Ng Beng Kiat (right) from Ngee Ann Polytechnic in Singapore talking with David Otten during the 2005 All Japan Micromouse competition.
Most robot developers tend to specialize in a very narrow area of expertise. They may excel at mechanical design, dynamics, sensing, software optimization, or autonomous operation, but tend to be weak in other areas. But occasionally someone comes along that excels in several critical disciplines at the same time, and their robot designs are always a force to be reckoned with.
A good example is Ng Beng Kiat with Ngee Ann Polytechnic. He was originally inspired to get involved with micromouse development during a trip to Japan for the 1997 competition. The Korean robots dominated the competition at that time, and he wanted to try his hand at the exciting sport. By November 2001 he had not only built a competitive robot, he surprised even himself by winning first place against a field that included 21 other robots from Japan, Korea, and the U.S. Since then, he and other members of his team from Singapore have almost monopolized the top positions, year after year.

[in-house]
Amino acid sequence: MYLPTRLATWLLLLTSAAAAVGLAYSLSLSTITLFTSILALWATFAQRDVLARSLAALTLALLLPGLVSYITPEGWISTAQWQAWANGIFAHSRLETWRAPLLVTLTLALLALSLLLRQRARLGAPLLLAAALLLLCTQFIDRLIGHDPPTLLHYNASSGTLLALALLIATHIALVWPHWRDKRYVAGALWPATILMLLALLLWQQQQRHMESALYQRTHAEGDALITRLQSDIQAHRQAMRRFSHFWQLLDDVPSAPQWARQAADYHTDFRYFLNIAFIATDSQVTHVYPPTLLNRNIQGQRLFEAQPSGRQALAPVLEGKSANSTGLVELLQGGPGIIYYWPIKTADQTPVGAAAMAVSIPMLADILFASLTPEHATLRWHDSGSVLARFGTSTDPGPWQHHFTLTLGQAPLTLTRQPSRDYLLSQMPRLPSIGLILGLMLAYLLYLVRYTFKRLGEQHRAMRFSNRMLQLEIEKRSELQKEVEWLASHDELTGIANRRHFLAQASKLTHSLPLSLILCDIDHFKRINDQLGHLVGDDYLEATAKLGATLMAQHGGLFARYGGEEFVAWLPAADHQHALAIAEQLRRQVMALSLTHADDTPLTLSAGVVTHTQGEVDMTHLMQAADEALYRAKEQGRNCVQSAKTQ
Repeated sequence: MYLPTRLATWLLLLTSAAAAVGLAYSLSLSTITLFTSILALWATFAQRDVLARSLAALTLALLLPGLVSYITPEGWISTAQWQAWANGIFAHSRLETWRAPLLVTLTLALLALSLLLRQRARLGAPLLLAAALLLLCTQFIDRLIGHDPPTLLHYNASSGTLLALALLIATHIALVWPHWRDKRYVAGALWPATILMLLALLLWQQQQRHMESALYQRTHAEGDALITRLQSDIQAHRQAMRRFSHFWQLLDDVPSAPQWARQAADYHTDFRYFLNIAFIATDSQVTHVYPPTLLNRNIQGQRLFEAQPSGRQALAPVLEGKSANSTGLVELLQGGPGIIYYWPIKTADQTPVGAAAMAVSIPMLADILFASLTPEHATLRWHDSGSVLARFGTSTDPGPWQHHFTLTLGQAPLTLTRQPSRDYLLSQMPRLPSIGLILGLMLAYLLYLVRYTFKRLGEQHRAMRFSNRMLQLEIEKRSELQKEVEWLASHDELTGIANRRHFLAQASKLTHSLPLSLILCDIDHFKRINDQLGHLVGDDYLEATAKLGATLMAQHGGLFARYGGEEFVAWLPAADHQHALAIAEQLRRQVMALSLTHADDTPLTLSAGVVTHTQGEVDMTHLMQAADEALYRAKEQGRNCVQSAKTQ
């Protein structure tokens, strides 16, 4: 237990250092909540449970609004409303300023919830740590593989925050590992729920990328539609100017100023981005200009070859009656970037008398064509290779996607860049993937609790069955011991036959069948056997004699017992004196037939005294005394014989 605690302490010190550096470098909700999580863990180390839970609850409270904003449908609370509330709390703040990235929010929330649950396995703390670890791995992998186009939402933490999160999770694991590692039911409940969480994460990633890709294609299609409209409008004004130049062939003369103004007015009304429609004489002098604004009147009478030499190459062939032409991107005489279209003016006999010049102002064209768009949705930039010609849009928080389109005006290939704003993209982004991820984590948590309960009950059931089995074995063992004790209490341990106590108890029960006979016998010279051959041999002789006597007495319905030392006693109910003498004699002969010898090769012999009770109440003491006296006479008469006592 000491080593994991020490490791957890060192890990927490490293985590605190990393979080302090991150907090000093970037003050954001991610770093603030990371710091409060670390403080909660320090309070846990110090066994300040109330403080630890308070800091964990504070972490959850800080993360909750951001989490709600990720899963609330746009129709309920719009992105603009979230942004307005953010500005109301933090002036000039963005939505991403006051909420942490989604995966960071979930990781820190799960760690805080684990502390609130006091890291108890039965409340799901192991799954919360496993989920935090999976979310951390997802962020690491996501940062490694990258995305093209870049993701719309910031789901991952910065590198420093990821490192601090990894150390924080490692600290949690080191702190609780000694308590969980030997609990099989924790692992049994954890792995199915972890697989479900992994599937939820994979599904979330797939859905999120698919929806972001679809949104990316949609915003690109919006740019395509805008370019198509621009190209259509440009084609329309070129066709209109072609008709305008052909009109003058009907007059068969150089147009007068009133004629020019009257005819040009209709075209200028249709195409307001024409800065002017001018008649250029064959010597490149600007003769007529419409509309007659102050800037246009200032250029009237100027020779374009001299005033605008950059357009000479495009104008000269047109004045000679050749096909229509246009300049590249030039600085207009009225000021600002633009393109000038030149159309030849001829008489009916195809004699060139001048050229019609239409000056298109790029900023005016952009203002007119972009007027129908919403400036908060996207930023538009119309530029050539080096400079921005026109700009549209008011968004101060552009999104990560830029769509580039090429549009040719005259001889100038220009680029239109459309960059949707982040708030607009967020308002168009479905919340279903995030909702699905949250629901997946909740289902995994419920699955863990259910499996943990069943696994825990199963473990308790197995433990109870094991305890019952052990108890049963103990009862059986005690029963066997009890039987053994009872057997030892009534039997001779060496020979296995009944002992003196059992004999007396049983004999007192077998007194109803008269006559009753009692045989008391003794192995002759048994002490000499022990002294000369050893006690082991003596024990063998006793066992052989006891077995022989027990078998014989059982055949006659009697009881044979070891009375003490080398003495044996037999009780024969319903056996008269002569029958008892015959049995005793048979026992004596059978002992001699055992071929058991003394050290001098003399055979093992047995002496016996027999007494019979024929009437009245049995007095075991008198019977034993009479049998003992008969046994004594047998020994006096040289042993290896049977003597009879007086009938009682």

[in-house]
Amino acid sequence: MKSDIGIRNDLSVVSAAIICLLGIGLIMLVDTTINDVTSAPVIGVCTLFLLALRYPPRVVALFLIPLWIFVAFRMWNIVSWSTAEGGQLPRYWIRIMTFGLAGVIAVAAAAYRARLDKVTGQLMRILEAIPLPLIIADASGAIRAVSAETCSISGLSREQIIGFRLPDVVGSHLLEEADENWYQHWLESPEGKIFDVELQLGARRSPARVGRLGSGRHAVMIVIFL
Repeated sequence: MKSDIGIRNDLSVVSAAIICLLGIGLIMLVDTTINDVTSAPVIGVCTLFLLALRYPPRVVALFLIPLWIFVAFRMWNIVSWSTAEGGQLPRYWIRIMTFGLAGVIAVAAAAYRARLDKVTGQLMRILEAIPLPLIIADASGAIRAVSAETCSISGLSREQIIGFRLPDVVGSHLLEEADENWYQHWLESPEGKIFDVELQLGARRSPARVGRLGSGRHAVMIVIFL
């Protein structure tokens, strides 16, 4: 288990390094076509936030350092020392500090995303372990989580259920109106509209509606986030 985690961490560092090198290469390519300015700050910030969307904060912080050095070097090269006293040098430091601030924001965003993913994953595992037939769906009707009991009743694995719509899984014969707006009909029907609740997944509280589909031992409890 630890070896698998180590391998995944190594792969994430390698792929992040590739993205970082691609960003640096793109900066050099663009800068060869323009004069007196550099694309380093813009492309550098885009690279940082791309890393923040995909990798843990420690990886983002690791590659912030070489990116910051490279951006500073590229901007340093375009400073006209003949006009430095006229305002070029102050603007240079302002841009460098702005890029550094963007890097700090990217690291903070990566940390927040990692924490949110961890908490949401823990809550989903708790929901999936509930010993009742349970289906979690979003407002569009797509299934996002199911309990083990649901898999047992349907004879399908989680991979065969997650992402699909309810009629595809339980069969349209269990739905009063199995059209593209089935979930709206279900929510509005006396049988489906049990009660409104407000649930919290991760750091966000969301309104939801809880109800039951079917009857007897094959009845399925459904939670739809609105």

Around the same time, he got involved with RoboCup, pulling together a team in the small-size league category in mid-1998. They went on to medal in both regional and World RoboCup competitions, including winning the championship at the 5th World Cup 2001 in Seattle, Wa.
And, it turns out, that he can also design, and race, world-class robotracer robots. Last week, at the 30th All Japan Micromouse competition, his robotracer ran away with first place, clocking a surprising fast 31.020 seconds.